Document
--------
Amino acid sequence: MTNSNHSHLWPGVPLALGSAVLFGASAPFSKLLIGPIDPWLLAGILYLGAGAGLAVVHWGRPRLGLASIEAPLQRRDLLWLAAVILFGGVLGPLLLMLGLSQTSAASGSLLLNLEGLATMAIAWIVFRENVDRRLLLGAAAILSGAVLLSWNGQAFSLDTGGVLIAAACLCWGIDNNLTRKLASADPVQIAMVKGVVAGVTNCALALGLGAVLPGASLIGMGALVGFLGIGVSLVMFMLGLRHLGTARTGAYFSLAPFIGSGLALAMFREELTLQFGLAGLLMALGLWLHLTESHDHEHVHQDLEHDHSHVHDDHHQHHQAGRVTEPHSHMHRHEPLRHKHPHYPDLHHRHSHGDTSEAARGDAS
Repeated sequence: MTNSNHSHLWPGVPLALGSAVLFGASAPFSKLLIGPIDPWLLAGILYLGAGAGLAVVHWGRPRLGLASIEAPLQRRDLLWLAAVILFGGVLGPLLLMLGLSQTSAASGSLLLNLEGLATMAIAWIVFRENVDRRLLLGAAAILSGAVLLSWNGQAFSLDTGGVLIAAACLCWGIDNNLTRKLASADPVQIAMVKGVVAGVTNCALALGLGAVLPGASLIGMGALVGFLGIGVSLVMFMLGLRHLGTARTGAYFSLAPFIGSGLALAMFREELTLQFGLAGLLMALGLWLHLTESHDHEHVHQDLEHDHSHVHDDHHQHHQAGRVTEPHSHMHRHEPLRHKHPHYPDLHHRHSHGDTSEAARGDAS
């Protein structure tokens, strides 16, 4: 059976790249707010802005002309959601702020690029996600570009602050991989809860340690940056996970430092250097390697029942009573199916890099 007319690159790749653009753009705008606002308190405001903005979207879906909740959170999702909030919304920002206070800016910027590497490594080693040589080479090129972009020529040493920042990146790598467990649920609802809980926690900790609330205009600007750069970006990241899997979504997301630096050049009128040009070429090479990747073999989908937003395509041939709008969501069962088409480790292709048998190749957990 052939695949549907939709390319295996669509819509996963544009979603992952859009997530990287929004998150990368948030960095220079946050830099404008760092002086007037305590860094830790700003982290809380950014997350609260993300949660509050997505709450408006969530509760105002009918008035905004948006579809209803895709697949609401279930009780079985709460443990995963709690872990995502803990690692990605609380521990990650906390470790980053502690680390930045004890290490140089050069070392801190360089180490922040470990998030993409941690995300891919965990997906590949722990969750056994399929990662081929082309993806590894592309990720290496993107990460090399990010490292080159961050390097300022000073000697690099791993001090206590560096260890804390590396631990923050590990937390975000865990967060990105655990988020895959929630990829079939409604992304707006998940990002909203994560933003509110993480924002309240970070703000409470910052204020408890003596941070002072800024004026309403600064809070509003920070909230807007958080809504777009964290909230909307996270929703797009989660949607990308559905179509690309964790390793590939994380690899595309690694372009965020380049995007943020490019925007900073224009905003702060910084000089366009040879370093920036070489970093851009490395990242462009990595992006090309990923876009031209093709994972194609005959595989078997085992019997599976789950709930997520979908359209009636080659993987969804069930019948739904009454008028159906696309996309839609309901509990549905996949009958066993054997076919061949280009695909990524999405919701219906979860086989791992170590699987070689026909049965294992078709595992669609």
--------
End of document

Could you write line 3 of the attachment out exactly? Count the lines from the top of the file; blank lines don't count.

């Protein structure tokens, strides 16, 4: 059976790249707010802005002309959601702020690029996600570009602050991989809860340690940056996970430092250097390697029942009573199916890099 007319690159790749653009753009705008606002308190405001903005979207879906909740959170999702909030919304920002206070800016910027590497490594080693040589080479090129972009020529040493920042990146790598467990649920609802809980926690900790609330205009600007750069970006990241899997979504997301630096050049009128040009070429090479990747073999989908937003395509041939709008969501069962088409480790292709048998190749957990 052939695949549907939709390319295996669509819509996963544009979603992952859009997530990287929004998150990368948030960095220079946050830099404008760092002086007037305590860094830790700003982290809380950014997350609260993300949660509050997505709450408006969530509760105002009918008035905004948006579809209803895709697949609401279930009780079985709460443990995963709690872990995502803990690692990605609380521990990650906390470790980053502690680390930045004890290490140089050069070392801190360089180490922040470990998030993409941690995300891919965990997906590949722990969750056994399929990662081929082309993806590894592309990720290496993107990460090399990010490292080159961050390097300022000073000697690099791993001090206590560096260890804390590396631990923050590990937390975000865990967060990105655990988020895959929630990829079939409604992304707006998940990002909203994560933003509110993480924002309240970070703000409470910052204020408890003596941070002072800024004026309403600064809070509003920070909230807007958080809504777009964290909230909307996270929703797009989660949607990308559905179509690309964790390793590939994380690899595309690694372009965020380049995007943020490019925007900073224009905003702060910084000089366009040879370093920036070489970093851009490395990242462009990595992006090309990923876009031209093709994972194609005959595989078997085992019997599976789950709930997520979908359209009636080659993987969804069930019948739904009454008028159906696309996309839609309901509990549905996949009958066993054997076919061949280009695909990524999405919701219906979860086989791992170590699987070689026909049965294992078709595992669609």